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Not All is Fair in Love and Ethics

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It is a common misconception that ethical dilemmas are always black or white, do or do not, scenarios. In reality, many ethical dilemmas lie in the gray area – protocols are not clearly defined and individuals struggle with what the right thing to do is.

This month, Netflix premiered a new original series: Love. One of the main characters, Mickey Dobbs, confronted an immediate superior based on a decision she did not agree with (see above slides). Although not all ethical dilemmas are as blatant as what Dobbs experienced, studies show these situations occur at every level of an organization and Dobbs’ case is a great example of that. To recap the episode (without giving away any spoilers), Dobbs is a midlevel employee at a local radio station in Los Angeles, CA. When her boss singled her out during a staff meeting, Dobbs courageously disagreed with the unethical proposition. She believed the authenticity of the calls was the most important part of the radio show. The boss explained that even if the calls are not real, the advice given was real, which did not make his request unethical.

Our conflicted main character sought advice from a trusted coworker. However, the coworker did not feel as strongly about the dilemma as Dobbs did and reminded her of past employees who were fired after disagreeing with what their boss requested. The seemingly simple ethical dilemma slowly snowballed into a greater issue. Will Dobbs lose her job because she stood up for what she believed to be correct?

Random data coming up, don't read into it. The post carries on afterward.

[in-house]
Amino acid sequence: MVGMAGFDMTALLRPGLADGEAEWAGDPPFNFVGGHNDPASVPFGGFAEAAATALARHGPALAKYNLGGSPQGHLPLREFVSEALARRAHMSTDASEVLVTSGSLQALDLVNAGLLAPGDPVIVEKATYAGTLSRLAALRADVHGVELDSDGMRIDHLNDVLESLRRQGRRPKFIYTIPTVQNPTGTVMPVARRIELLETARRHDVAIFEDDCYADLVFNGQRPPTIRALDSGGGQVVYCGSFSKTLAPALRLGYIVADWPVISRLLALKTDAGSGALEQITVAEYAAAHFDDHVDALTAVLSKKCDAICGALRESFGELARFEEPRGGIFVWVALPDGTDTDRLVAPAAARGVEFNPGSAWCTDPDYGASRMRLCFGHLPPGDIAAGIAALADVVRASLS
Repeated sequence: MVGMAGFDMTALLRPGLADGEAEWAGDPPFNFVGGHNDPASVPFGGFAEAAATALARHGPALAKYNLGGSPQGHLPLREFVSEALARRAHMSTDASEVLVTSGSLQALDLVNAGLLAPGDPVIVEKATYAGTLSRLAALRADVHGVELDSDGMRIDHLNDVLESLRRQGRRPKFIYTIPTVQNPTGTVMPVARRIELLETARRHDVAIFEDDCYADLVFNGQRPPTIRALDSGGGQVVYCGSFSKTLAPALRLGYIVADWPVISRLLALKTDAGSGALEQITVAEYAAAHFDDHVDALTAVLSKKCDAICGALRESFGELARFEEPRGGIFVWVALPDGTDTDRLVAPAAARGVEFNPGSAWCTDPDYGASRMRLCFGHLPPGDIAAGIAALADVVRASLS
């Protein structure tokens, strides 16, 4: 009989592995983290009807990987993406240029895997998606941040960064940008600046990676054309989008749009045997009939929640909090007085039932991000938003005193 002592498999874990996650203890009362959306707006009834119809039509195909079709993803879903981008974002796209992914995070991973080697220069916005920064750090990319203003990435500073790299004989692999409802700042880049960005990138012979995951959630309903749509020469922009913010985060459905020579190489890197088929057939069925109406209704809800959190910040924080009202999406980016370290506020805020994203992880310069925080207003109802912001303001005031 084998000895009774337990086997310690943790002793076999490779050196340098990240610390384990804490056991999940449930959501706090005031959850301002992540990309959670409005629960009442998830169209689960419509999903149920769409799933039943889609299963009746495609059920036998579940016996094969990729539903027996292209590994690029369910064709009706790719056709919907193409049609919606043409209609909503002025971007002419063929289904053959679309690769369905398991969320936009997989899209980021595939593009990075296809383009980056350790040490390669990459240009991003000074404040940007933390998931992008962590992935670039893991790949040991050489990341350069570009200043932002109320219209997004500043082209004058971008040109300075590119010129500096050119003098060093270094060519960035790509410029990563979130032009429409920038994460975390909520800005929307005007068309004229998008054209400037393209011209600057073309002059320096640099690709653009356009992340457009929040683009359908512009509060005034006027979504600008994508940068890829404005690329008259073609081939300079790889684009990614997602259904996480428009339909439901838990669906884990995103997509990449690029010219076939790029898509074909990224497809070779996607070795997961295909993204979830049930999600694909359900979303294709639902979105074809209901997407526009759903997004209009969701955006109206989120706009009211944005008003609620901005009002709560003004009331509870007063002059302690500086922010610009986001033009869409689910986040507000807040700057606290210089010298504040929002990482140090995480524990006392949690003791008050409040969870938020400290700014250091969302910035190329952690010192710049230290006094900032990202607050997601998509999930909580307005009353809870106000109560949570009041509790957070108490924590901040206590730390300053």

Dobbs is one of many employees who find themselves staring at the face of an ethical situation. Millions of dollars are not at stake, nor are multiple people’s job security. But, this young woman’s integrity and potentially her job are on the line. It’s important to understand that not all ethical dilemmas are created equal, which is why they are sometimes hard to identify. Mickey did not have the support of an ethical culture or the support of any immediate superior. Also, it is not clear whether or not the radio station had a written code of ethics for her to refer to.

When you find yourself interviewing for a new job, it is important to familiarize yourself with the company culture and available resources. Do not be embarrassed to ask about their ethics policy or code of conduct. If they do not believe ethics is a high priority, you may want to rethink whether or not you want to invest your time and energy into working for that organization. After all, do you want to land in a sticky situation like Dobbs?

For more information about code of ethics feel free to contact us at [email protected].

Alexia Kammer
Business Development Specialist, NASBA Center for the Public Trust